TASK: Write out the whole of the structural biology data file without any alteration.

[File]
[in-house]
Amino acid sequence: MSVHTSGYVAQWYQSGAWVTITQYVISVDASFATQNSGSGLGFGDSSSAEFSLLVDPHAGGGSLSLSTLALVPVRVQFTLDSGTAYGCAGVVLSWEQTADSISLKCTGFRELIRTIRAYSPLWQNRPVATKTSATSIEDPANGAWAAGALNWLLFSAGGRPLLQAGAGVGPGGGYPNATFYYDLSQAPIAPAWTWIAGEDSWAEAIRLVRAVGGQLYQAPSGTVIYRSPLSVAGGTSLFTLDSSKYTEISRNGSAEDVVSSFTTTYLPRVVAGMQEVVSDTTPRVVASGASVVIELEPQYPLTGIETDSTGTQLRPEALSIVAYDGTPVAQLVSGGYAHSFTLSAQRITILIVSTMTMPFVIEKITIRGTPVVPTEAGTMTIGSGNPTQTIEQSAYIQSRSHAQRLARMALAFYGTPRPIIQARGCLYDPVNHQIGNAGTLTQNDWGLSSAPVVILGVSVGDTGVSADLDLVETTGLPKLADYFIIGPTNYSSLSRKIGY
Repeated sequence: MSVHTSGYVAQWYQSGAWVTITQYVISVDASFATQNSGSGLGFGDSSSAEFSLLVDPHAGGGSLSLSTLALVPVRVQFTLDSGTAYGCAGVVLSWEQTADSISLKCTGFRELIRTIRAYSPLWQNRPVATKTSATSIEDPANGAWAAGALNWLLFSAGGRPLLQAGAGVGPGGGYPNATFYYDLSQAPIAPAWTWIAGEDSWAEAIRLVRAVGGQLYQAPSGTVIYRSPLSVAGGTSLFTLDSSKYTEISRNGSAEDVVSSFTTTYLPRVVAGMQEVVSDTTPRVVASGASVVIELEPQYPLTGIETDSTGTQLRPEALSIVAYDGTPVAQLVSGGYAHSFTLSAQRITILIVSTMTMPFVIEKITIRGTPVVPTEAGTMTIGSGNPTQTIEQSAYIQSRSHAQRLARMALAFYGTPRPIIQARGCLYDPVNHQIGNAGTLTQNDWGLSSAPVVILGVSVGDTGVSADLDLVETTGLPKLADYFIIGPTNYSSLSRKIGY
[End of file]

[in-house]
Amino acid sequence: MSVHTSGYVAQWYQSGAWVTITQYVISVDASFATQNSGSGLGFGDSSSAEFSLLVDPHAGGGSLSLSTLALVPVRVQFTLDSGTAYGCAGVVLSWEQTADSISLKCTGFRELIRTIRAYSPLWQNRPVATKTSATSIEDPANGAWAAGALNWLLFSAGGRPLLQAGAGVGPGGGYPNATFYYDLSQAPIAPAWTWIAGEDSWAEAIRLVRAVGGQLYQAPSGTVIYRSPLSVAGGTSLFTLDSSKYTEISRNGSAEDVVSSFTTTYLPRVVAGMQEVVSDTTPRVVASGASVVIELEPQYPLTGIETDSTGTQLRPEALSIVAYDGTPVAQLVSGGYAHSFTLSAQRITILIVSTMTMPFVIEKITIRGTPVVPTEAGTMTIGSGNPTQTIEQSAYIQSRSHAQRLARMALAFYGTPRPIIQARGCLYDPVNHQIGNAGTLTQNDWGLSSAPVVILGVSVGDTGVSADLDLVETTGLPKLADYFIIGPTNYSSLSRKIGY
Repeated sequence: MSVHTSGYVAQWYQSGAWVTITQYVISVDASFATQNSGSGLGFGDSSSAEFSLLVDPHAGGGSLSLSTLALVPVRVQFTLDSGTAYGCAGVVLSWEQTADSISLKCTGFRELIRTIRAYSPLWQNRPVATKTSATSIEDPANGAWAAGALNWLLFSAGGRPLLQAGAGVGPGGGYPNATFYYDLSQAPIAPAWTWIAGEDSWAEAIRLVRAVGGQLYQAPSGTVIYRSPLSVAGGTSLFTLDSSKYTEISRNGSAEDVVSSFTTTYLPRVVAGMQEVVSDTTPRVVASGASVVIELEPQYPLTGIETDSTGTQLRPEALSIVAYDGTPVAQLVSGGYAHSFTLSAQRITILIVSTMTMPFVIEKITIRGTPVVPTEAGTMTIGSGNPTQTIEQSAYIQSRSHAQRLARMALAFYGTPRPIIQARGCLYDPVNHQIGNAGTLTQNDWGLSSAPVVILGVSVGDTGVSADLDLVETTGLPKLADYFIIGPTNYSSLSRKIGY